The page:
Authors:Yu-Chin Hsu; Chu-An Liu, Xiaoxia Shi Pages: 1146 - 1200 Abstract: We propose a test for a generalized regression monotonicity (GRM) hypothesis. The GRM hypothesis is the sharp testable implication of the monotonicity of certain latent structures, as we show in this article. Examples include the monotonicity of the conditional mean function when only interval data are available for the dependent variable and the monotone instrumental variable assumption of Manski and Pepper (2000). These instances of latent monotonicity can be tested using our test. Moreover, the GRM hypothesis includes regression monotonicity and stochastic monotonicity as special cases. Thus, our test also serves as an alternative to existing tests for those hypotheses. We show that our test controls the size uniformly over a broad set of data generating processes asymptotically, is consistent against fixed alternatives, and has nontrivial power against some ${n^{ - 1/2}}$ local alternatives. PubDate: 2019-12-01T00:00:00.000Z DOI: 10.1017/S0266466618000439 Issue No:Vol. 35, No. 6 (2019)

Authors:Fabrizio Iacone; Stephen J. Leybourne, A.M. Robert Taylor Pages: 1201 - 1233 Abstract: We develop a test, based on the Lagrange multiplier [LM] testing principle, for the value of the long memory parameter of a univariate time series that is composed of a fractionally integrated shock around a potentially broken deterministic trend. Our proposed test is constructed from data which are de-trended allowing for a trend break whose (unknown) location is estimated by a standard residual sum of squares estimator applied either to the levels or first differences of the data, depending on the value specified for the long memory parameter under the null hypothesis. We demonstrate that the resulting LM-type statistic has a standard limiting null chi-squared distribution with one degree of freedom, and attains the same asymptotic local power function as an infeasible LM test based on the true shocks. Our proposed test therefore attains the same asymptotic local optimality properties as an oracle LM test in both the trend break and no trend break environments. Moreover, this asymptotic local power function does not alter between the break and no break cases and so there is no loss in asymptotic local power from allowing for a trend break at an unknown point in the sample, even in the case where no break is present. We also report the results from a Monte Carlo study into the finite-sample behaviour of our proposed test. PubDate: 2019-12-01T00:00:00.000Z DOI: 10.1017/S0266466618000361 Issue No:Vol. 35, No. 6 (2019)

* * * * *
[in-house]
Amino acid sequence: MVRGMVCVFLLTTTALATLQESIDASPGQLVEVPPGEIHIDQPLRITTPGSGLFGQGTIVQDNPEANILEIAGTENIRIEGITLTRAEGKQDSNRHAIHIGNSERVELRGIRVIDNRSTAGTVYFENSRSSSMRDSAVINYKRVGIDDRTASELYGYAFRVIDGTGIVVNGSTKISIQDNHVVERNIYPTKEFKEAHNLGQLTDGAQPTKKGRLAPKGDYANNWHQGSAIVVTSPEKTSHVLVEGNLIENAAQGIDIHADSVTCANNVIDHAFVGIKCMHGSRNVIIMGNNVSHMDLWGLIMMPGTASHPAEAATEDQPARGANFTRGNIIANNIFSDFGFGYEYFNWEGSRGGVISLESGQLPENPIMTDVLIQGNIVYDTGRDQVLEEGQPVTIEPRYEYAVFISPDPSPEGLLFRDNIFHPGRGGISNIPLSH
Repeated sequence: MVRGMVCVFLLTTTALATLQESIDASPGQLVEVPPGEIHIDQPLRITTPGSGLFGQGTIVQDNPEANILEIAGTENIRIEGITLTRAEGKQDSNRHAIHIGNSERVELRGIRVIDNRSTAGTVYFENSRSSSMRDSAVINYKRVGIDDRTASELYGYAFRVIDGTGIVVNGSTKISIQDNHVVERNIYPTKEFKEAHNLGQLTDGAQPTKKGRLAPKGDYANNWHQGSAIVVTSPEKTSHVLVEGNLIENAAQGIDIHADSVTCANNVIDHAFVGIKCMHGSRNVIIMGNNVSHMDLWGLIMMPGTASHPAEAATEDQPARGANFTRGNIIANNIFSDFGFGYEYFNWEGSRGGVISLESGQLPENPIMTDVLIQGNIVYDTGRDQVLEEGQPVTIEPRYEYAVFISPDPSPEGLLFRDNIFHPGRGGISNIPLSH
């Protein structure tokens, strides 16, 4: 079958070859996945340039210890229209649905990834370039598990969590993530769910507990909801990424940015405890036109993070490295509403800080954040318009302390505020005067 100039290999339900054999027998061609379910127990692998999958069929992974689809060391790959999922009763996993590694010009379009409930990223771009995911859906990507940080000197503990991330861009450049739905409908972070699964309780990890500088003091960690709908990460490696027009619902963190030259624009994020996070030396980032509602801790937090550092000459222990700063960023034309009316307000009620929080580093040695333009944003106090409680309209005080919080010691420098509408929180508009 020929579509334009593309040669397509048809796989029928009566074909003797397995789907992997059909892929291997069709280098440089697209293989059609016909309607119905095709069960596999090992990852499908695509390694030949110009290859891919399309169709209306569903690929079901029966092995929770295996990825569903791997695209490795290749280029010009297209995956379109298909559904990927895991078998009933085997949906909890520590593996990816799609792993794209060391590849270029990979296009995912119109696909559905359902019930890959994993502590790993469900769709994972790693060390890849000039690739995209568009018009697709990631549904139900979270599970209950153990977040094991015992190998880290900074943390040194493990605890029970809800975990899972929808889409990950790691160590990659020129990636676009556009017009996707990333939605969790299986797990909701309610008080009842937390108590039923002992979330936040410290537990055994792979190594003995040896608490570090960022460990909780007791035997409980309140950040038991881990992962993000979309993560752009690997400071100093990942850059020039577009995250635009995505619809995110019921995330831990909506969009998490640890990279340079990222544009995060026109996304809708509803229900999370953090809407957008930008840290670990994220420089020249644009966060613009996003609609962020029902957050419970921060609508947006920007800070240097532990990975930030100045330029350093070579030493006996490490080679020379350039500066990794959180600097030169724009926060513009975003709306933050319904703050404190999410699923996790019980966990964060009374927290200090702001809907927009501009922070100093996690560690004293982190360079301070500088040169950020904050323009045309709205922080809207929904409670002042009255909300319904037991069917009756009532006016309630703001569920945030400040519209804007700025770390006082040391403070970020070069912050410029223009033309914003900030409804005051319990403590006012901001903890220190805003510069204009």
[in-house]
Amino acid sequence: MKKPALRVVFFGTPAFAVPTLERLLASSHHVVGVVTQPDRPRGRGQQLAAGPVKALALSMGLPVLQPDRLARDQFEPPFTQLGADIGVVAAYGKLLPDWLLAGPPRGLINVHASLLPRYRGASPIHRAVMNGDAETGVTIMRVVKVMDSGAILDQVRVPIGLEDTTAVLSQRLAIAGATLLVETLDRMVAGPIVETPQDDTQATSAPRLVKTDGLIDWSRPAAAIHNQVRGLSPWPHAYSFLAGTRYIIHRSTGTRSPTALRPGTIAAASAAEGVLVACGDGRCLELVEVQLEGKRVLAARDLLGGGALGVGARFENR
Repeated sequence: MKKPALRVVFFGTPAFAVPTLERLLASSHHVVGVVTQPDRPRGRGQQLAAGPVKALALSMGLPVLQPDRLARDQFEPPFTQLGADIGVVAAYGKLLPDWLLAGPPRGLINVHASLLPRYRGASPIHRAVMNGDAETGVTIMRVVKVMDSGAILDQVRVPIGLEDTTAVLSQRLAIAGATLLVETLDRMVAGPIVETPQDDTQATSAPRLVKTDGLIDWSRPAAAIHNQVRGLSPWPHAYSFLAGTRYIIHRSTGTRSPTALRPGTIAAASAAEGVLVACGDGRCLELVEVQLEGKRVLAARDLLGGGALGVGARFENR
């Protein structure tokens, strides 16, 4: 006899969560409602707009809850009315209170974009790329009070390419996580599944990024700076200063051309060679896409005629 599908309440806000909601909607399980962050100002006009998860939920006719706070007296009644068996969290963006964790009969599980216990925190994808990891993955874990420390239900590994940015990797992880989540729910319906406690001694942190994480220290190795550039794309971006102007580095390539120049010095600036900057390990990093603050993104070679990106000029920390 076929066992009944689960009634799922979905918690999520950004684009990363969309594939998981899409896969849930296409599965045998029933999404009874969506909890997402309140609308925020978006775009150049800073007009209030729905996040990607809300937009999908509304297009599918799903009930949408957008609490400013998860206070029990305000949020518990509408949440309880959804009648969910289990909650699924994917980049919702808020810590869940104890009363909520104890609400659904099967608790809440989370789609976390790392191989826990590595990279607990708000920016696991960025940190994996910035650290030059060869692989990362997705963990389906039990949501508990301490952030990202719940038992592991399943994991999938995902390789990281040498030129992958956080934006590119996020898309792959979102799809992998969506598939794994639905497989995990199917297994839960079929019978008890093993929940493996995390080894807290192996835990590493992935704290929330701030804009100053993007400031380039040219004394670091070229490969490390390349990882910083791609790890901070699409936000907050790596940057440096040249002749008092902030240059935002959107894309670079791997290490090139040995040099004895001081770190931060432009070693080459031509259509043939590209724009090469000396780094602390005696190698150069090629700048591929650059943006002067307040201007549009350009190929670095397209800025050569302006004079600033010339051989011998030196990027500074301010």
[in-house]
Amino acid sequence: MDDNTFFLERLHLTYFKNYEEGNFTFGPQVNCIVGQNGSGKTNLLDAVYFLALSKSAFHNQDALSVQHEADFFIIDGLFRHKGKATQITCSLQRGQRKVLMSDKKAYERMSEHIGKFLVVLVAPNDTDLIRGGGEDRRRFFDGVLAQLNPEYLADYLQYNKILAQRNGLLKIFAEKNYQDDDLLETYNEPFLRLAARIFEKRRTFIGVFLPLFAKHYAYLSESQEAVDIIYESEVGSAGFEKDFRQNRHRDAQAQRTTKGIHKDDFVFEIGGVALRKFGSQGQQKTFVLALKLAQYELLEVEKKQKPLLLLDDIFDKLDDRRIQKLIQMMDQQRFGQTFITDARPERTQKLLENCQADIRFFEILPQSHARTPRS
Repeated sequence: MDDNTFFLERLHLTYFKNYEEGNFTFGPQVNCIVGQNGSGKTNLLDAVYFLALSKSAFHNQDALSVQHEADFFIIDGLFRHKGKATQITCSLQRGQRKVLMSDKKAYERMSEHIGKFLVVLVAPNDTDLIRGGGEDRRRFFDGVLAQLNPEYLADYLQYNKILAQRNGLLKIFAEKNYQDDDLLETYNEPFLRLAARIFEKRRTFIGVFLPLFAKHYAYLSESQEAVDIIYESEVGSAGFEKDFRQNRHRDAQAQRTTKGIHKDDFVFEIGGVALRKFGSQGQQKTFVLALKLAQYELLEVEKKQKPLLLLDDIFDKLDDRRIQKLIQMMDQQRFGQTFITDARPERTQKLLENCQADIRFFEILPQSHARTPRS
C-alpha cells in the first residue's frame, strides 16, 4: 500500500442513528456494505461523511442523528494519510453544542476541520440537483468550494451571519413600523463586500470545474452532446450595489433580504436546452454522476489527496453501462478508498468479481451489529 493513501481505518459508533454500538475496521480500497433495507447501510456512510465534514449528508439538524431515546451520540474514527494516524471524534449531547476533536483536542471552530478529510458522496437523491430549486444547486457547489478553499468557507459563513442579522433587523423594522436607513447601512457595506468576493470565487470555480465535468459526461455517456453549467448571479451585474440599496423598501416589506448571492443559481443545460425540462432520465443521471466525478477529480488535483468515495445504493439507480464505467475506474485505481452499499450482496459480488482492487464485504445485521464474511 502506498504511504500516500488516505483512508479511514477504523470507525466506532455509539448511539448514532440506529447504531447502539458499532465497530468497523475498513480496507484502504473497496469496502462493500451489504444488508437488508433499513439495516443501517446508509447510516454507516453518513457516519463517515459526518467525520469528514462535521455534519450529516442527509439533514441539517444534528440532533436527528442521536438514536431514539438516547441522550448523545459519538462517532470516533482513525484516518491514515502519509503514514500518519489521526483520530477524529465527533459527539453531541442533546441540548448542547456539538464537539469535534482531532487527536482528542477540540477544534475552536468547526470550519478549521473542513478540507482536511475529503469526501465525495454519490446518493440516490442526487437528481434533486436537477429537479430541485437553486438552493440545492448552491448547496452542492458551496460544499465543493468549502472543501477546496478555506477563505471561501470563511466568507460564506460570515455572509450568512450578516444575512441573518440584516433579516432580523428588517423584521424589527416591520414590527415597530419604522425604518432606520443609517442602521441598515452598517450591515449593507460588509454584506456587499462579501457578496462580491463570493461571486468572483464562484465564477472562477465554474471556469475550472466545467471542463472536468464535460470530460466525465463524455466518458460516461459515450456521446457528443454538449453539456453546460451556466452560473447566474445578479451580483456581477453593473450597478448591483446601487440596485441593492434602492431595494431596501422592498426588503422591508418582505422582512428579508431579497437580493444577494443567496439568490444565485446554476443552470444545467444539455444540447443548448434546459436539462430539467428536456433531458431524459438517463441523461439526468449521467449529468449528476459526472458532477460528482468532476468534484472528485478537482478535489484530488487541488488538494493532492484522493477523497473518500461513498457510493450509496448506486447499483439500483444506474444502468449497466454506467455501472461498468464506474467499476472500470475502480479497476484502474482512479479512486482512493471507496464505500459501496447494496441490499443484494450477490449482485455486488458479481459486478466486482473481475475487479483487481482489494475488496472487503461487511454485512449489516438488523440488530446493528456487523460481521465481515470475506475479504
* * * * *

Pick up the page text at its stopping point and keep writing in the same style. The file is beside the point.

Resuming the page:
Authors:Sébastien Fries; Jean-Michel Zakoian Pages: 1234 - 1270 Abstract: Noncausal autoregressive models with heavy-tailed errors generate locally explosive processes and, therefore, provide a convenient framework for modelling bubbles in economic and financial time series. We investigate the probability properties of mixed causal-noncausal autoregressive processes, assuming the errors follow a stable non-Gaussian distribution. Extending the study of the noncausal AR(1) model by Gouriéroux and Zakoian (2017), we show that the conditional distribution in direct time is lighter-tailed than the errors distribution, and we emphasize the presence of ARCH effects in a causal representation of the process. Under the assumption that the errors belong to the domain of attraction of a stable distribution, we show that a causal AR representation with non-i.i.d. errors can be consistently estimated by classical least-squares. We derive a portmanteau test to check the validity of the estimated AR representation and propose a method based on extreme residuals clustering to determine whether the AR generating process is causal, noncausal, or mixed. An empirical study on simulated and real data illustrates the potential usefulness of the results. PubDate: 2019-12-01T00:00:00.000Z DOI: 10.1017/S0266466618000452 Issue No:Vol. 35, No. 6 (2019)